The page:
Today’s youth wants everything at once: a good career and a work-life balance, the 2016 Credit Suisse Youth Barometer has found. But this and the increasing use of smartphones and apps are making this generation stressed out.
The representative survey, carried out in Switzerland, the United States, Singapore, and Brazil, and published on Tuesday, also revealed that politics on the web works, and that one of the greatest concerns of Swiss 16-25-year-olds is migration.
“The young people surveyed in Switzerland, Brazil, Singapore, and the US want to have everything in life: a career, but with a good work-life balance; to be independent and to work at an international company; to save less, but also own their own home,” a Credit Suisse statement saidexternal link.
They are constantly online to communicate with each other, access the news, play games and discover new platforms (Snapchat is very popular in Switzerland).
“All this allows us to conclude that today's youth is turning into a 'stressed' generation,” added the statement.
A majority of those surveyed in Switzerland and abroad consider it good that political issues can be commented on and discussed online via the internet and social media. They see this as a benefit for politics.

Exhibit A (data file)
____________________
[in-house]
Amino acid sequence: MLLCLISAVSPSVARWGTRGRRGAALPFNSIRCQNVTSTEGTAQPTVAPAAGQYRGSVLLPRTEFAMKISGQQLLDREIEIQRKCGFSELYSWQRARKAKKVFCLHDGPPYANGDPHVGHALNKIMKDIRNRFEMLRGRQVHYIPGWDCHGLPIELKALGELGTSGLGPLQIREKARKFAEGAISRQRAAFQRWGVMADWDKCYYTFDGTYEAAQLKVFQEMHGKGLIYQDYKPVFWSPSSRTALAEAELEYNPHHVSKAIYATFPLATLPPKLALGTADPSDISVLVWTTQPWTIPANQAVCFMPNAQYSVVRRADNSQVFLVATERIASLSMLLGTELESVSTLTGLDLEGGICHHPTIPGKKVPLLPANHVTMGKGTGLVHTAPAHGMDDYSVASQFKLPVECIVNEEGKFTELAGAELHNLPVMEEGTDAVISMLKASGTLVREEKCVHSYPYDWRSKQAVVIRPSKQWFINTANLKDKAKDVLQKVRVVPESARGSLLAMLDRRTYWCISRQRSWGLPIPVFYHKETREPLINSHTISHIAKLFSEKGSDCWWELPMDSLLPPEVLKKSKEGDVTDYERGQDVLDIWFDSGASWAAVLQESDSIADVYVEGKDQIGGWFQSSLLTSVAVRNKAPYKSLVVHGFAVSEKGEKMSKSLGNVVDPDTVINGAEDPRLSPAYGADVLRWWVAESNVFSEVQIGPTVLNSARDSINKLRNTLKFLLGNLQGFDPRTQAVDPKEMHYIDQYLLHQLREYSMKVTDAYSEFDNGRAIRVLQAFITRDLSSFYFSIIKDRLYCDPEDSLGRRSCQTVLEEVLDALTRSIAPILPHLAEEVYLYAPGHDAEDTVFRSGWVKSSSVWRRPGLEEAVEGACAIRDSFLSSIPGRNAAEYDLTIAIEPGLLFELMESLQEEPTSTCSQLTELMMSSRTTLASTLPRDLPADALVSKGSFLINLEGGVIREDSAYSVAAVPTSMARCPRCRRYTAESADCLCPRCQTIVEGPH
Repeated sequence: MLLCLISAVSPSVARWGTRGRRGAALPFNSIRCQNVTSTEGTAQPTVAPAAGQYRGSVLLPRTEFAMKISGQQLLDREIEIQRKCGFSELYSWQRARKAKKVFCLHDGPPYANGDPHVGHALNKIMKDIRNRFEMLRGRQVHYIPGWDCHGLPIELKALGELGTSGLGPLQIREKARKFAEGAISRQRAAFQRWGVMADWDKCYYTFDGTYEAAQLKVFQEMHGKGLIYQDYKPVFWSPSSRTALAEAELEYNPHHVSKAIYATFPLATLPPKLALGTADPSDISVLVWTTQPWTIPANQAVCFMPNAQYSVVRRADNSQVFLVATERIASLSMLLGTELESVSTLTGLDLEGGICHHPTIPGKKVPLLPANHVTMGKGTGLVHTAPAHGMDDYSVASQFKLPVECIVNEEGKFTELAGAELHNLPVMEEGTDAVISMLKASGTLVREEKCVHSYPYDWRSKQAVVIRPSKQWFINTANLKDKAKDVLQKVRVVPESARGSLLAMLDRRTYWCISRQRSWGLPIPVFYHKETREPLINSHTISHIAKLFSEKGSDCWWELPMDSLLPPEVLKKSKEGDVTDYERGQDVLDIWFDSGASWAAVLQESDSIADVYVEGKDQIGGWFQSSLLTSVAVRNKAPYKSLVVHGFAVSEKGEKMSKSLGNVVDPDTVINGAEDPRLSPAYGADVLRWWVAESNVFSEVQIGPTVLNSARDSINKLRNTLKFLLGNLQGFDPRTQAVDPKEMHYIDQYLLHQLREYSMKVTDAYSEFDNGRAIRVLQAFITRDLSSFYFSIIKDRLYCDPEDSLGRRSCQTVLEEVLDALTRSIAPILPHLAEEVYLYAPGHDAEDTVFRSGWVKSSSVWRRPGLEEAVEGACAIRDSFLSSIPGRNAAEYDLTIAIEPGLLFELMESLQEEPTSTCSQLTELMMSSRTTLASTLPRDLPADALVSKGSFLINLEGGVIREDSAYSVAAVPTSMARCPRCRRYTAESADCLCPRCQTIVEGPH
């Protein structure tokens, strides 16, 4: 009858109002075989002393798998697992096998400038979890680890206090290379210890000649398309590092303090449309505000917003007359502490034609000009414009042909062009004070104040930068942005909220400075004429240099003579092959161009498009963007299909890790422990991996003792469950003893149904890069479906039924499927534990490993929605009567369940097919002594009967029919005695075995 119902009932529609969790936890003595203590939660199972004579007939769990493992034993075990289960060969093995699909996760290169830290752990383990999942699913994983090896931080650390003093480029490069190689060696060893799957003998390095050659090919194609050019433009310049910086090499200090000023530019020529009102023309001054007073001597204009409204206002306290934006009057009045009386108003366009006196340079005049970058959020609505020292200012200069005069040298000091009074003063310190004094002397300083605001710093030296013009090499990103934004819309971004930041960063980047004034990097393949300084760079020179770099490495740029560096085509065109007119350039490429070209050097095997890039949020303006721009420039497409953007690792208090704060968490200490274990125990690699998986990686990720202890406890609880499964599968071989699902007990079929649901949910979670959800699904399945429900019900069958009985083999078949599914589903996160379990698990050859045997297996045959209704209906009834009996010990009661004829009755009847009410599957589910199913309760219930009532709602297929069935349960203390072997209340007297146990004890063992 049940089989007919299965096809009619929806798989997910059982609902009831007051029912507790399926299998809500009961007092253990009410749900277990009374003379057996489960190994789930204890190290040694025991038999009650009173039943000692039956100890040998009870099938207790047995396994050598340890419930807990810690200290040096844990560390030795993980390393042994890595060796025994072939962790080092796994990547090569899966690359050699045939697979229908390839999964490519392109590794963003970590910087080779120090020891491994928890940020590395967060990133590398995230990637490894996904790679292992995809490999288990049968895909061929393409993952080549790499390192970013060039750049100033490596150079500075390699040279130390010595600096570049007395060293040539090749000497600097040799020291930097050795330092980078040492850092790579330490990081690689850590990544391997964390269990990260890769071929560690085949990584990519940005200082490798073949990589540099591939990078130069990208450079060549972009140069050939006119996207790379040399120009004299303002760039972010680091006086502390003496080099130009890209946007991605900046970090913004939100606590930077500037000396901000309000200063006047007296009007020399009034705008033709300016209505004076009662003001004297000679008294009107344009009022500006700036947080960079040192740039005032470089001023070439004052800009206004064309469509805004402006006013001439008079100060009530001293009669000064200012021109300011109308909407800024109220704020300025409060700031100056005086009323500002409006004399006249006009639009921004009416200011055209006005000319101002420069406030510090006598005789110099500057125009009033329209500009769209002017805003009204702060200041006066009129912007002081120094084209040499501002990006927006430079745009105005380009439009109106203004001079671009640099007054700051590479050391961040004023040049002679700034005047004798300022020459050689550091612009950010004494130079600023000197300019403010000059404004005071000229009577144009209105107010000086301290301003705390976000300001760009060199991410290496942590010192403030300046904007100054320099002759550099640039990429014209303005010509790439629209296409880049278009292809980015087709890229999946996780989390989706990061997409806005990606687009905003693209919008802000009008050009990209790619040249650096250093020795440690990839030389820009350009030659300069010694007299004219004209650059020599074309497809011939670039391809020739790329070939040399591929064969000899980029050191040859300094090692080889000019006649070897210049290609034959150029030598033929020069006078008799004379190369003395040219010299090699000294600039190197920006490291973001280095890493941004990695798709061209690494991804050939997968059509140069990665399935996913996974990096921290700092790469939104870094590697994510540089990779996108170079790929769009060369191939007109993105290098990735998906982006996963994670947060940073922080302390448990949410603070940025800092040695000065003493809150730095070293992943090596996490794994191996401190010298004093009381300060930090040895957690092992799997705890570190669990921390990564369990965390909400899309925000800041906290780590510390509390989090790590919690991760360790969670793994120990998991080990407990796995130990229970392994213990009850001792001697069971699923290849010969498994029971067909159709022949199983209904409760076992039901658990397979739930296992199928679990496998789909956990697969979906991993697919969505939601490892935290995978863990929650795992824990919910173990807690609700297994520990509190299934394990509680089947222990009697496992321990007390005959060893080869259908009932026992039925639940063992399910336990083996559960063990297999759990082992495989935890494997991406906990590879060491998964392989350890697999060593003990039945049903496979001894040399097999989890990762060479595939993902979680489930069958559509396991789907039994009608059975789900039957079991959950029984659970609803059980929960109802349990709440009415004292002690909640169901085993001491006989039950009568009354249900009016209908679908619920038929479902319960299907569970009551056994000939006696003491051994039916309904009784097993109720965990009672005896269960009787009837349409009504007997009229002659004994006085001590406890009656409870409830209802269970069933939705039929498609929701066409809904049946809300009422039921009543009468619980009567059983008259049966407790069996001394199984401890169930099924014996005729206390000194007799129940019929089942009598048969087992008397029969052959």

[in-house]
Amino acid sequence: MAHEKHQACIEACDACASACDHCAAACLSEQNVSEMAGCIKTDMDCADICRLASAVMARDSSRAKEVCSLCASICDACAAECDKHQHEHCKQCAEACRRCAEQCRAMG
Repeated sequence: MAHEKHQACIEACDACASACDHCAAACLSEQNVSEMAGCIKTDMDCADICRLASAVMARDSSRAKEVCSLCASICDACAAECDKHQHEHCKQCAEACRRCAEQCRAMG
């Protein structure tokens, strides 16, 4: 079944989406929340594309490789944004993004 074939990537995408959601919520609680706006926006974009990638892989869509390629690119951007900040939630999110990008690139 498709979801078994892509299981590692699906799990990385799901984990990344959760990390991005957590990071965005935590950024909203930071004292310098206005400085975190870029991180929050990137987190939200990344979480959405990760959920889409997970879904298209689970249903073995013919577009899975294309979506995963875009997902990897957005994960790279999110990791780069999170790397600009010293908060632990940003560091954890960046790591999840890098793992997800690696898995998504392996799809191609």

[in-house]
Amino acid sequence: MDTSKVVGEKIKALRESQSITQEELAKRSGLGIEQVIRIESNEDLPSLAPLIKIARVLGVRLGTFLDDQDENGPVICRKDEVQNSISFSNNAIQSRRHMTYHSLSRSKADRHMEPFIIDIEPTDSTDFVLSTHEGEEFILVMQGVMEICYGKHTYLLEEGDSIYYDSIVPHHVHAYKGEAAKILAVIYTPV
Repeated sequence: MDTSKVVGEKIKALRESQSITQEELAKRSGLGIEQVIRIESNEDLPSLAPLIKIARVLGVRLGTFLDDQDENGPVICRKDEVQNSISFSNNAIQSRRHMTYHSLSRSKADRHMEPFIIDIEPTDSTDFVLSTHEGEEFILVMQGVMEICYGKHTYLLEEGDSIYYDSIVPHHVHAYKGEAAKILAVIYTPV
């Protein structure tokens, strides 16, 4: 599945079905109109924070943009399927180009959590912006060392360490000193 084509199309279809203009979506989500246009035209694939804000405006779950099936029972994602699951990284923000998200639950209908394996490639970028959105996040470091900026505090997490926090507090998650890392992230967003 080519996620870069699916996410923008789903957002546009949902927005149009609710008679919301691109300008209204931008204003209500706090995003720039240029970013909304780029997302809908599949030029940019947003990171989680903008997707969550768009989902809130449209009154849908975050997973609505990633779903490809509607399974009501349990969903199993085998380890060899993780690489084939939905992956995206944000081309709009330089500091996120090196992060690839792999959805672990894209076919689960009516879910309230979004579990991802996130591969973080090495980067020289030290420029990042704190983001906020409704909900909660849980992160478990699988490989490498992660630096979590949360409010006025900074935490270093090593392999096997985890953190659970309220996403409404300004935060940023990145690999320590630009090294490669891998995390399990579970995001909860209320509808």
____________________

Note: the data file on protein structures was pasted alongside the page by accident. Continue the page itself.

But young people are also aware of the negative side: major controversies and potentially manipulated political content on Facebook and Twitter.
In Switzerland, 39% of those surveyed think that internet democracy facilitates co-determination.
In terms of news, Swiss young people either catch up with news online several times a day or not at all. Free newspapers are still the most important source of news for 62% of young people in Switzerland, down from 75% in 2010. Competition from news portals and news apps as well as Facebook is rising sharply.
Asked which media they trust, those surveyed said Swiss public radio and television, SRF, as well as the NZZ, and Tages-Anzeiger broadsheets. Purely digital channels are at the bottom of the ranking: YouTube, Facebook, and Twitter.
The refugee issue has gained importance in Switzerland. In the first Youth Barometer in 2010 it was described as a problem by 22% of those surveyed, in 2016 it is 46%.
"Foreigners and immigration" is also a cause of concern for 45%. These two issues top the list of "Switzerland's greatest problems."
This is in line with surveys carried out among the Swiss electorate. In the 2015 Credit Suisse Worry Barometerexternal link, around 43% of those surveyed described "issues regarding foreigners" and 35% "refugees/asylum seekers" as Switzerland's key problem. Solutions in the area of environmental protection and unemployment are considered less urgent by young people.